The first model generated was an unconditional means model. This model included no predictors and attempted to express the target variable in terms of a grand mean (the fixed intercept) and a user-specific deviation from the grand mean (the random intercept). This model served as a baseline for model comparison. If the random effect was not statistically significant, we concluded that the individual-level mean target values were not statistically different than the grand mean target value for the entire dataset.

    The next set of models added time as a predictor. These were the unconditional growth models and they attempted to determine the effect of time on the target variable. Multiple unconditional growth models were developed. Each included a higher-order power of time than the previous. This enabled us to study curvilinear change over time, if there was a plausible reason to anticipate such change (as was the case with weight whereby it was plausible for a quartic linear effect based on the well-studied concept of “yo-yo” dieting with weight loss, plateaus, and then weight gain again and another plateau). Finally, we generated the models that include the predictors of interest after controlling for time and for overall word count.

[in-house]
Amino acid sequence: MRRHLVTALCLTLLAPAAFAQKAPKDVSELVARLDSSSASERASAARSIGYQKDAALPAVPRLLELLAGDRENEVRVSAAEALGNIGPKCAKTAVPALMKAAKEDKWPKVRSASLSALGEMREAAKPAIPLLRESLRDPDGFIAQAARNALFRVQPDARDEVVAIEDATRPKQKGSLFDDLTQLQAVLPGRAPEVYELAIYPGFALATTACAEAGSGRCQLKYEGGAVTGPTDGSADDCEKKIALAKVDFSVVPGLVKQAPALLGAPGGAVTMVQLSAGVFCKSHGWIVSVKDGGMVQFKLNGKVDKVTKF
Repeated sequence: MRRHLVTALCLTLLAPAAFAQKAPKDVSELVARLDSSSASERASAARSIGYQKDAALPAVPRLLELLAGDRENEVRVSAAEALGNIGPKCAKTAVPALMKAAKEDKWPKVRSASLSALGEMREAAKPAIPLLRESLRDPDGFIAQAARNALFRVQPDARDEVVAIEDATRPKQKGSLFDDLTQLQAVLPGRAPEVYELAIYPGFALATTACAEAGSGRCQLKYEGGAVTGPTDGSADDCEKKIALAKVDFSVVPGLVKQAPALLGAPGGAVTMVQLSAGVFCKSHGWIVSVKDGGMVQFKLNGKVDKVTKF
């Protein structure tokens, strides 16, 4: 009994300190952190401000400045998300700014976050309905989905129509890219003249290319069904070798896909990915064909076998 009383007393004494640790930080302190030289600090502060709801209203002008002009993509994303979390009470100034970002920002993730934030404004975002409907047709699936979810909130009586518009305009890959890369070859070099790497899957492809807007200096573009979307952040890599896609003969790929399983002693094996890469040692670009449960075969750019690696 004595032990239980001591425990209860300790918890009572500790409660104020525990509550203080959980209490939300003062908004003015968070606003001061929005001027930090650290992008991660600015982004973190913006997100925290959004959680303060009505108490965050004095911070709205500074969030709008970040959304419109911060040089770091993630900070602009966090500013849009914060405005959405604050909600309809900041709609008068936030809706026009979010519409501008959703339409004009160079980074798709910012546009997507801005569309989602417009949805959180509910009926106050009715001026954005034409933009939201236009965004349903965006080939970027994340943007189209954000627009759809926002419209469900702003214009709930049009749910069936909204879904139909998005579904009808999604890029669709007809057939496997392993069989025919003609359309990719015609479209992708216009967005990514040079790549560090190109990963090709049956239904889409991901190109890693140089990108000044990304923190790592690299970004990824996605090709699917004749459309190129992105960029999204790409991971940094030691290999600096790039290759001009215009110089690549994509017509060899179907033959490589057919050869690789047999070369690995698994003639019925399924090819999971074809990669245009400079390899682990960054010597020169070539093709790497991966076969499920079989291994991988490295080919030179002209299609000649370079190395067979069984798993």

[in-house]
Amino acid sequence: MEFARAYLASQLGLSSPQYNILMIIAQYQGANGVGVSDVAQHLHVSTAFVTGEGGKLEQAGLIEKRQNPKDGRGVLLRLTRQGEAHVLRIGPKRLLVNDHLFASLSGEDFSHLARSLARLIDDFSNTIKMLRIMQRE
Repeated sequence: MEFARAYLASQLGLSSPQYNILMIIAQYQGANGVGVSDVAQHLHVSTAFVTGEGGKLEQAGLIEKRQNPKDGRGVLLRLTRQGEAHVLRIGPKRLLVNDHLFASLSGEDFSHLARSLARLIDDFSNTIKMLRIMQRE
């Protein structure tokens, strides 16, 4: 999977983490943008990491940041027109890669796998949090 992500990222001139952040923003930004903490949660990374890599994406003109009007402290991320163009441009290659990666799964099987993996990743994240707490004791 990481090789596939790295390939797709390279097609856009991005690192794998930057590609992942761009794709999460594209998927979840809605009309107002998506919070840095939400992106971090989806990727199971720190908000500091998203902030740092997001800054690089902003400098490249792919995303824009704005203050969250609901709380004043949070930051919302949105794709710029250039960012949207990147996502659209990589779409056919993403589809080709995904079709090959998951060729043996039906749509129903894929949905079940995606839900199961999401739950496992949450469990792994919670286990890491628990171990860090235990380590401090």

Mixed Model Results

    Table 1 reports descriptive statistics about the sample (N=4132). In brief, the mean age was 37.5 (SD 12.4) years and most were women (81.60%, 3371/4132). These values are similar to those seen in other studies focused on commercial weight loss interventions [18,20].

    Table 1. Descriptive statistics of the sample (N=4132).a
    View this table

    Results comparing the unconditional means model to the unconditional growth models indicated that there was a significant impact of time on weight. Specifically, results indicated that there was a significant effect of linear and quadratic time. These results suggested that individuals utilizing the forum on DropPounds tended to lose weight and then their weight tended to level off. Results exploring if there was a cubic (which could be indicative of weight regain) or quartic (which could be indicative of yo-yo weight loss of regain, loss, and regain) revealed that there was not sufficient variance within the model at later stages to properly test for cubic or quartic effects. Based on this, the unconditional growth model that included a random linear time predictor and a fixed linear and quadratic predictor was used (ie, common metrics among all models in Table 2, excluding word count). In the model whereby only word count was added to the model, results found that word count alone did not predict weight (ie, B=–0.000009, SE 0.000063, P=.13). That said, results indicated a significant model fit improvement when word count was added compared to the unconditional growth model that included quadratic time (ie, unconditional growth model: –2 log-likelihood [–2LL]=621186, Akaike information criterion [AIC]=621198, Bayesian information criterion [BIC]=621240; word count model: –2LL=588920, AIC=588934, BIC=588984). Based on this improved model fit and based on the need to control for overall usage, all LIWC-specific predictor models were compared to the unconditional growth model and the word count model for determination of improved model fit (see Table 2).

    Table 2. Mixed models, model fit statistics.
    View this table